How to ‘train’ for retirement: seven tips from a retiree
The University of Alicante has just issued a report saying that people over 50 must be prepared for retirement and – since we’re all living longer and staying healthier, too – we must look to retrain, keep learning and look towards what it optimistically describes as a “dynamic third age”.
I know no one between 50 and 70 years old who, having retired, is not full of beans. “I’ve never been so happy!” is the usual cry. “I’ve never been so busy!” In my experience, most people feel released after retirement, like a cork out of a restraining bottle, with bucket lists as long as your arm and a fiendish determination to hang on in there, get down with the yoga classes, travel the world and take up hobby after hobby, from investigating one’s ancestry to joining a choir. Who needs to prepare for it when there are grandchildren to look after, groups to join, degrees to take and book clubs to start?
But here are some tips, should you need any, on how one might prepare, or “train”, for retirement.
Help older people
The great thing about helping older people to do things – ferrying them from hospital to hospital, doing their shopping – is not only does it make you feel tremendously young yourself, but it also gives you a realistic (if often chilling) glimpse of the future that awaits you.
Have a makeover
Now is not the time to “let yourself go”. Since many of your contemporaries will be doing just this – slipping into trackie bottoms and cutting their own hair – you can shine very easily by making the slightest of efforts. Make even more of an effort – dye your hair in stripes, swathe yourself in oriental scarves (and that’s just the men) – and you will stand out as one of the oldest stylies in town. You’ve now got the confidence.
But don’t let that confidence, which, being old, you’ll now have in abundance, push you too far
Machu Picchu might sound like something to “go for” now you’re older, but is the humiliation of being stretchered down after a couple of days really worth the risk? Also, go dancing. But don’t go mad. You may break your leg.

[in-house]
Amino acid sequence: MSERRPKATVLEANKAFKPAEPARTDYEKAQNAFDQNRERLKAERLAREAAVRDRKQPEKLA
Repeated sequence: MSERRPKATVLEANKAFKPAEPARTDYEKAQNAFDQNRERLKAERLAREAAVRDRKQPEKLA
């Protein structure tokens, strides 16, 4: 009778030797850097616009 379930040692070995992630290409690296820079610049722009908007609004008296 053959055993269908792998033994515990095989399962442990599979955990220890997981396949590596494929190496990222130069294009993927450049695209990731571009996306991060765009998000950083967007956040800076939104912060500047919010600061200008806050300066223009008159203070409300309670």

Remember your Freedom pass
This, and a Senior Railcard, can get you around Britain for a matter of only a few pounds, if you get your times right. You could also visit every museum in the country if you felt so inspired.
There are lots of volunteering projects designed specifically for older people. So you need not worry that you will be asked to build a local hospital single-handed or even dig a well; you could teach children maths or reading instead.
Get a routine
Office life at least ensures you get dressed every morning. Make sure you’re out of your nightie or jim-jams by 10 at the latest. Don’t start ordering things on Ocado just yet.
Remember that after 70, it’s a different matter
Be prepared, yes, but for a completely different scenario. You will need to get used to:
• Spending your days in doctor’s surgeries, waiting for appointments for blood tests, EEGs, x-rays and the falls clinic.
• People offering you their seats (always accept: don’t let vanity get in the way of letting other people express their kindness).
• Smiling gratefully when everyone you meet ends the conversation with the words: “Now you take care!”
• Finding yourself starting every conversation with the words: “You wouldn’t remember, but …”
• Reading up about euthanasia and making a living will or final directive.
• Realising that the banisters aren’t quite good enough and considering installing a rail in your home on the wall side.
• Eating earlier and earlier in the evening.